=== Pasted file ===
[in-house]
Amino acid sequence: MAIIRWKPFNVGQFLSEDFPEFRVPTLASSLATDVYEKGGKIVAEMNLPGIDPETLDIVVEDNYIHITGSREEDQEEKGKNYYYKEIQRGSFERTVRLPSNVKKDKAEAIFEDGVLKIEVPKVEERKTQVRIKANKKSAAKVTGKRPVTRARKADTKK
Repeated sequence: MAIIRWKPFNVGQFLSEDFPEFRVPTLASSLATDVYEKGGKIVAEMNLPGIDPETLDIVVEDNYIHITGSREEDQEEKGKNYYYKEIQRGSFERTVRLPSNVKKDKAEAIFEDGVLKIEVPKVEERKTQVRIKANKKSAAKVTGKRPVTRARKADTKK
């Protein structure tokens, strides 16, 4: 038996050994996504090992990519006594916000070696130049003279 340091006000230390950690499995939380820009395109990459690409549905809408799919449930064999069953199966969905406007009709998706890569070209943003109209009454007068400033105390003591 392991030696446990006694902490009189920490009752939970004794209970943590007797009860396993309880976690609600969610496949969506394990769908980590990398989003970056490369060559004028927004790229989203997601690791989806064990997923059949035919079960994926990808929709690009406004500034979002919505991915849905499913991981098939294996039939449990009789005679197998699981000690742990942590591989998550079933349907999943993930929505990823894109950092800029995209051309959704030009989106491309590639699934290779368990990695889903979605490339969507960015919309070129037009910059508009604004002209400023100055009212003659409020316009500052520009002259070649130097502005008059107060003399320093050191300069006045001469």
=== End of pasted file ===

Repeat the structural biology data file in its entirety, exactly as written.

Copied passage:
[in-house]
Amino acid sequence: MAIIRWKPFNVGQFLSEDFPEFRVPTLASSLATDVYEKGGKIVAEMNLPGIDPETLDIVVEDNYIHITGSREEDQEEKGKNYYYKEIQRGSFERTVRLPSNVKKDKAEAIFEDGVLKIEVPKVEERKTQVRIKANKKSAAKVTGKRPVTRARKADTKK
Repeated sequence: MAIIRWKPFNVGQFLSEDFPEFRVPTLASSLATDVYEKGGKIVAEMNLPGIDPETLDIVVEDNYIHITGSREEDQEEKGKNYYYKEIQRGSFERTVRLPSNVKKDKAEAIFEDGVLKIEVPKVEERKTQVRIKANKKSAAKVTGKRPVTRARKADTKK
């Protein structure tokens, strides 16, 4: 038996050994996504090992990519006594916000070696130049003279 340091006000230390950690499995939380820009395109990459690409549905809408799919449930064999069953199966969905406007009709998706890569070209943003109209009454007068400033105390003591 392991030696446990006694902490009189920490009752939970004794209970943590007797009860396993309880976690609600969610496949969506394990769908980590990398989003970056490369060559004028927004790229989203997601690791989806064990997923059949035919079960994926990808929709690009406004500034979002919505991915849905499913991981098939294996039939449990009789005679197998699981000690742990942590591989998550079933349907999943993930929505990823894109950092800029995209051309959704030009989106491309590639699934290779368990990695889903979605490339969507960015919309070129037009910059508009604004002209400023100055009212003659409020316009500052520009002259070649130097502005008059107060003399320093050191300069006045001469």